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Biotechnology and health

Here are some actual facts about George Church’s DNA dating company

It’s called Digid8 and will try to use your genes to make sure you never meet the wrong person.
December 11, 2019
MS Tech (Sources: Getty, AP, Pixabay)

On 60 Minutes last Sunday, geneticist George Church made a passing comment about a genetic dating app his lab was developing that he said could wipe out inherited disease.

The feedback in the media—mainstream and social—was immediate and mostly negative. Deaf people took offense. Trans people took offense. Some scientists took offense. Eugenics!

None of the outraged hot takes offered any details on the app, but we now have exclusive details on the new DNA dating company spinning out of Church’s lab.

The startup, called Digid8, was incorporated in September by Barghavi Govindarajan, a self-described “Harvard-trained technologist, innovator & educator” who Church says is his cofounder in the venture.

The company takes its name from D8, internet slang for date, and will pursue what Church calls “whole-genome dating.”

The idea is to use DNA comparisons to make sure people who share a genetic mutation, like those that cause Tay-Sachs disease or cystic fibrosis, never meet, fall in love, and have kids.

With such recessive conditions, of which there are thousands, kids develop the disease if they inherit two risk genes, one from each parent. The chance of that is usually 25%. 

Church, whose lab gravitates towards provocative projects, says Digid8 is developing a genetic matching app that could run in the background on existing dating sites, “like GPS” to prevent those people from meeting through the services. 

Sequencing a genome still costs about $750, but costs are falling, and Church believes the expense could be incorporated into the subscription price of dating sites, which can run about $50 a month.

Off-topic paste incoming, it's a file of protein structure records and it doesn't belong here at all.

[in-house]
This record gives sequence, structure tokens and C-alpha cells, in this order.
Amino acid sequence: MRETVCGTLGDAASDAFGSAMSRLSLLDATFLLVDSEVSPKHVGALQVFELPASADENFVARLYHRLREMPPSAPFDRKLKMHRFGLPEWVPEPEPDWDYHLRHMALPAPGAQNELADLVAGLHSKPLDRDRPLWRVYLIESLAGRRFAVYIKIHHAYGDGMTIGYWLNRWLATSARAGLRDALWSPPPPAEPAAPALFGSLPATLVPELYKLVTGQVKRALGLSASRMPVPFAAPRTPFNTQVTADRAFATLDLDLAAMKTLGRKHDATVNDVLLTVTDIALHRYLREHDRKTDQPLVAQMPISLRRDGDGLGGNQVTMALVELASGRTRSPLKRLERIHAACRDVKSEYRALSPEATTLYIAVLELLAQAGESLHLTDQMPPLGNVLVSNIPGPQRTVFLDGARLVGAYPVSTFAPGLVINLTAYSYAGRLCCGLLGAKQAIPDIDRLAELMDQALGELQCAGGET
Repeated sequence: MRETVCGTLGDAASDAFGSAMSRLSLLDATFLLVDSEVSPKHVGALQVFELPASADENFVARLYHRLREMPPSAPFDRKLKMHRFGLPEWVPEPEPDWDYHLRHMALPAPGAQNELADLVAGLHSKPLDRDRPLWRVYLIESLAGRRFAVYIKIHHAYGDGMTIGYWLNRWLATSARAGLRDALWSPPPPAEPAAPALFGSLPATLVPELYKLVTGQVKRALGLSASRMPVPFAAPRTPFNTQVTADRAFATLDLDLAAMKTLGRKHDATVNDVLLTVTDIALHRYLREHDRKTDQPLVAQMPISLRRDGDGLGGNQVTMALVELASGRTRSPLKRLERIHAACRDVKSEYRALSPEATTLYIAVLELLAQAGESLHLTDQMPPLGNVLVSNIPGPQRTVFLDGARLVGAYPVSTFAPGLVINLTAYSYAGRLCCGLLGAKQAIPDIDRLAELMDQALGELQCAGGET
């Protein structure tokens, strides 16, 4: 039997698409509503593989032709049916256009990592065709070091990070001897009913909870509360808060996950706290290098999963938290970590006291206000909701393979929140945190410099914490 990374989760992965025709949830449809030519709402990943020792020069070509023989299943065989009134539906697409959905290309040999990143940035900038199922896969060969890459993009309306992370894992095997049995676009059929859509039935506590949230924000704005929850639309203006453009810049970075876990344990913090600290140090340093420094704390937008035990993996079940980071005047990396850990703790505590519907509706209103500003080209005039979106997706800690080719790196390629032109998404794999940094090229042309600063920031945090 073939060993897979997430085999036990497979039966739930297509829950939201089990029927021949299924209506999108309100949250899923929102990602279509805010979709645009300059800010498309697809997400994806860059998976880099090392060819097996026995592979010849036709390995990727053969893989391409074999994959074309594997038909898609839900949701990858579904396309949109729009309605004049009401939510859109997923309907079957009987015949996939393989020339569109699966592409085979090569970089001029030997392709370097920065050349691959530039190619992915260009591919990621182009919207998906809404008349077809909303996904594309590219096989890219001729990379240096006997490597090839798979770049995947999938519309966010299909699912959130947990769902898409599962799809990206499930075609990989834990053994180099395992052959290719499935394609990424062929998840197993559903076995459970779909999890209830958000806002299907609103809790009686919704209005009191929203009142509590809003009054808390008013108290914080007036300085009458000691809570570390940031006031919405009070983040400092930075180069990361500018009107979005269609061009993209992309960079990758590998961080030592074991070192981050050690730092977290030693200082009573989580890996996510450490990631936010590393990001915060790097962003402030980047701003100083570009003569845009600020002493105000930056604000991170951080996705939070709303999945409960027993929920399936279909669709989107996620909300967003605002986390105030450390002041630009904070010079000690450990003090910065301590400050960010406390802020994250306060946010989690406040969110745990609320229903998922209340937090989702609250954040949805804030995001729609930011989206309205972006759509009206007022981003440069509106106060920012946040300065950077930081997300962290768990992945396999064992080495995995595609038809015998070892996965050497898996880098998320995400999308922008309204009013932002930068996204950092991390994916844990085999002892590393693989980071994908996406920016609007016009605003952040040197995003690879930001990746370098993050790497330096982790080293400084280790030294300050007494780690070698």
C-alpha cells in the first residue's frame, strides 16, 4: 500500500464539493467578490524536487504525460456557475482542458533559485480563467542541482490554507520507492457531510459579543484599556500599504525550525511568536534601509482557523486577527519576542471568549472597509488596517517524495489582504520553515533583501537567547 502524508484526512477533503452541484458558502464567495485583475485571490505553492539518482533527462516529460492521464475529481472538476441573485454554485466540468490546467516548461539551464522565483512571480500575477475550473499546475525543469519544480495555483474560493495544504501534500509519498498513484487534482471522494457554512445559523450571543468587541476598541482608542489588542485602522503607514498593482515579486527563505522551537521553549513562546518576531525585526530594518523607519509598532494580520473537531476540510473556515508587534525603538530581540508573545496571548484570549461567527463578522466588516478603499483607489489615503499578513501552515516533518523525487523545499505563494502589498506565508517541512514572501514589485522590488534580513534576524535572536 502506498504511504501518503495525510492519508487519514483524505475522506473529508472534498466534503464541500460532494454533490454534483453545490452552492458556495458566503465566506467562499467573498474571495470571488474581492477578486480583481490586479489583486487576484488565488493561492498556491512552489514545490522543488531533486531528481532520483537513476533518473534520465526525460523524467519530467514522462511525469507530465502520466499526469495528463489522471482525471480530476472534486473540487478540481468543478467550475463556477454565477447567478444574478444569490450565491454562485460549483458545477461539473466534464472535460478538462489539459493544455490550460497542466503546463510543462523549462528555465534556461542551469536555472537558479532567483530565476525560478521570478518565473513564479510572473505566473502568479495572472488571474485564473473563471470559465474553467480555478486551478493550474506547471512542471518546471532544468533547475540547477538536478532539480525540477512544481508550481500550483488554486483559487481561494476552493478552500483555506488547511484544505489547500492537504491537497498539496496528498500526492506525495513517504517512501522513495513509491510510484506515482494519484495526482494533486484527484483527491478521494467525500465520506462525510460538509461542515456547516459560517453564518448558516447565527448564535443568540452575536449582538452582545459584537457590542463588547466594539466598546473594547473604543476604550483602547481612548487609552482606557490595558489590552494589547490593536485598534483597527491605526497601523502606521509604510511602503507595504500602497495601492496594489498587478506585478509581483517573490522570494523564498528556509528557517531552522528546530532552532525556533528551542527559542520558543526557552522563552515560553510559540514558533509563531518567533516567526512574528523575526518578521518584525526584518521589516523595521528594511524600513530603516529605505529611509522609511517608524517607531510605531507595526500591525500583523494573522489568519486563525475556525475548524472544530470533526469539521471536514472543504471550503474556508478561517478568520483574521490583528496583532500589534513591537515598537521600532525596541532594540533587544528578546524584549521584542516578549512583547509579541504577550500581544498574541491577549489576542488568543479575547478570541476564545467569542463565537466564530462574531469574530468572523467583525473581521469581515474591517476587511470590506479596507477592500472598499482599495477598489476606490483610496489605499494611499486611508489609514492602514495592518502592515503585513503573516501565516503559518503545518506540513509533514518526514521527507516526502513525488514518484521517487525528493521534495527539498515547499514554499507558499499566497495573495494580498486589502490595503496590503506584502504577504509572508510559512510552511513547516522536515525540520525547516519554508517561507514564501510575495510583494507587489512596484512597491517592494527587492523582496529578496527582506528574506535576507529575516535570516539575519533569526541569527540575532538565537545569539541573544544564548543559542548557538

The Harvard professor says he’s funding the startup himself, along with some investors he didn’t want to name. On 60 Minutes, he claimed it could be a cheap way to eradicate thousands of diseases that cost “about a trillion dollars a year, worldwide.”

Church’s lab received research funding from sex-crime convict Jeffrey Epstein, so it’s not great timing for him to get into the dating game. That connection only added to the furious reaction to his 60 Minutes appearance.

Church, who says he wasn’t expecting 60 Minutes to air his comments about the dating app, on Wednesday rushed out a hastily written FAQ trying to explain his views.

Clickbait critics, he said, had not taken time to “think deeply about a complicated problem.”

According to the FAQ, a dater would still be compatible with 95% of other people. He said the app wouldn’t provide any health data to people, only use their genes to rule out risky matches. 

So is Digid8 eugenics? Yes and no. Eugenics usually refers to forced sterilization, imposed breeding, or extermination of people by a state. 

But yes, the product is trying to avoid the birth of people with serious diseases. And not everyone likes that idea. According to Vice News, it is a “horrifying” development that attacks marginalized people.

In reality, medicine already tries to avoid such conditions. “Preconception” genetic testing is common for couples planning to have children, and sometimes IVF embryos are tested and selected on the basis of their genes. Some expecting parents choose abortion after a negative test result.